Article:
Iman is from Markham, Ontario, and attends Unionville Jamatkhana. On 8 June 2022 she catapulted to international fame by debuting in the title role of Ms. Marvel on the Disney+ streaming service.
It all started when Iman’s aunt forwarded her a casting call over WhatsApp.
“[My aunt] was part of an Ismaili group chat and someone had forwarded the casting call in there and then she forwarded it to me and I never responded,” Iman detailed in an exclusive interview with The Ismaili.
“Then my mom forwarded it to me and I’m like ‘okay guys, let’s sit down and talk about what a scam is,’” she said, referring to the copious amounts of misinformation often sent via WhatsApp.
Her mom and aunt were persistent, telling Iman she had nothing to lose by taking the casting call seriously. So Iman sent in a headshot and a resume, and the next thing she knew she was signing non-disclosure agreements just to read the audition materials.
Soon after auditioning, to her surprise, she was offered the part. And the casting choice couldn’t have been better: Iman plays Kamala Khan, a Pakistani female, the first generation born in North America, and a comic book nerd: all attributes that Iman identifies with herself.
“The parallels between Kamala and I are absolutely insane, and I think her getting her powers and me getting this part really went hand in hand,” Iman said. The similarities didn’t stop there.
“Apart from us both being superhero nerds, I think Kamala’s family dynamic was pretty similar to what I grew up with … they brought their kids to Canada for a better quality of life but they’re also scared of the outside world, too,” Iman said.
“But I think it’s important for parents to grow with their children, especially first-gen kids and I think Kamala and her family are a beautiful demonstration — seeing her start in this [difficult] place with her parents, but over time she becomes a superhero and her parents learn more about her as a human and not just their kid — it really hit close to home for me because I feel like that’s my relationship with my parents now.”
When asked how she feels about representing young Muslims on mainstream television, Iman revisited her experience discovering Ms. Marvel when she was 15.
“The comic books meant so much to me when I picked them up for the first time and I think that was the first time I actually felt representation when I stumbled across Ms. Marvel and I was like ‘Not only is she a woman, she’s Muslim and she’s Pakistani and she’s a superhero nerd just like me’,” Iman said.
“Religion is a huge part of Kamala’s story. We’re taught in Islam to follow the right path… to be a good human,” added Iman. “I think Kamala draws on her culture and religion to help ground her and determine right from wrong, and it’s a very important part of her journey – and it is for me too.”
“It was like this comic book held up a mirror in front of me and it was so eye-opening and really inspiring as a 15-year-old kid who wanted to be a part of the film industry and the media industry and just never thought that she had a place there.”
In fact, Iman did have a very special place waiting for her in the film industry and will now be seen by young members of the Jamat on both the small and big screen as a powerful female superhero. Iman acknowledged the support she’s received from the Jamat during this tumultuous but exciting time in her life.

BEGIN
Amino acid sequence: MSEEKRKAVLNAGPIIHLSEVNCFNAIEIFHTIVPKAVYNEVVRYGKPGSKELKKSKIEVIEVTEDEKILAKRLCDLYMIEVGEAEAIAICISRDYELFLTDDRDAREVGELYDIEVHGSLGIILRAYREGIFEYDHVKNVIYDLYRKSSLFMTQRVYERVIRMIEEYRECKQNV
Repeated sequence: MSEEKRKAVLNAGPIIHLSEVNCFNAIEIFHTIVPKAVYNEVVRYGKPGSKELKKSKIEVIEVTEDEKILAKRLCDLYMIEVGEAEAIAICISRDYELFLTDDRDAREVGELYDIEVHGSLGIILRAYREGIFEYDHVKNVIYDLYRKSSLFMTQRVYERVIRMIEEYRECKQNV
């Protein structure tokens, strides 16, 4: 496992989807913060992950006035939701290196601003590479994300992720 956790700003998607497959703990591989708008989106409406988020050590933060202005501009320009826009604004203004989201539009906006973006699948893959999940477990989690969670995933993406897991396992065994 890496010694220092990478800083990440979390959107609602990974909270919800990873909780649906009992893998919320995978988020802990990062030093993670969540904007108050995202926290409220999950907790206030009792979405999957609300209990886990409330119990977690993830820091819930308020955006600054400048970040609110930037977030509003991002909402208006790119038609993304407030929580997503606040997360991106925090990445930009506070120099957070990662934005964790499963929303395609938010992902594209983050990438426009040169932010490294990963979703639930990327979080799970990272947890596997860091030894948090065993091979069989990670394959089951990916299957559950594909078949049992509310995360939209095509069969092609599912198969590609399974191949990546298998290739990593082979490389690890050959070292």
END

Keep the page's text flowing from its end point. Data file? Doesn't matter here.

“I struggled a lot at the beginning of this whole process, just processing the fact that I got this part and that my face is going to be everywhere, and [asking myself] ‘How do I handle that?’” Iman said. “But everyone at my Jamatkhana and the entire Ismaili community, they’re very, very supportive. We did a screening in my local Jamatkhana on a Wednesday and my mom sent me a photo and literally everyone came on a Wednesday. So it was a heartwarming thing to see. Honestly, the support is tremendous and I’m very happy to be able to represent Unionville and Markham, it’s very cool.”
Iman especially acknowledged her parents’ support during this unprecedented time, saying that they were her rock, despite not being familiar with the film industry and Hollywood.
“They were taking their time to learn the technical jargon and just watch me grow and I think that really made them trust the people I was about to work with. I’m honestly very impressed by them and how well they’ve kept up with everything.”
While her journey has been unique, Iman had sage advice for other young members of the Jamat who might want to pursue a career in acting or the arts in general.
“I didn’t know [acting] was even something I wanted to pursue. I just knew I was passionate about this one thing and I was just going to try. So that’s really all the advice I can give: find a passion and explore it regardless of whether it is acting or if it’s something that will get you a job in the future, you never know. Find something you’re passionate about, learn about it, be good at it, and get your hands into everything,” she suggested.
“I didn’t know what I was good at, but I knew I liked film and I knew I liked movies and I wanted to know how to make them, so I was just making movies on my own, and I would watch behind-the-scenes of making movies and how things were made, and I think that passion drove me and I think it’s part of the reason I’m here today.”
The first few episodes of Ms. Marvel are currently streaming on Disney+, with new episodes available every Wednesday. The sixth and final episode will air on 13 July. The Jamat can continue to follow both Iman’s and Kamala Khan’s journey next summer on the big screen with the film The Marvels, starring Iman, Teyonah Parris, and Academy Award winner Brie Larson.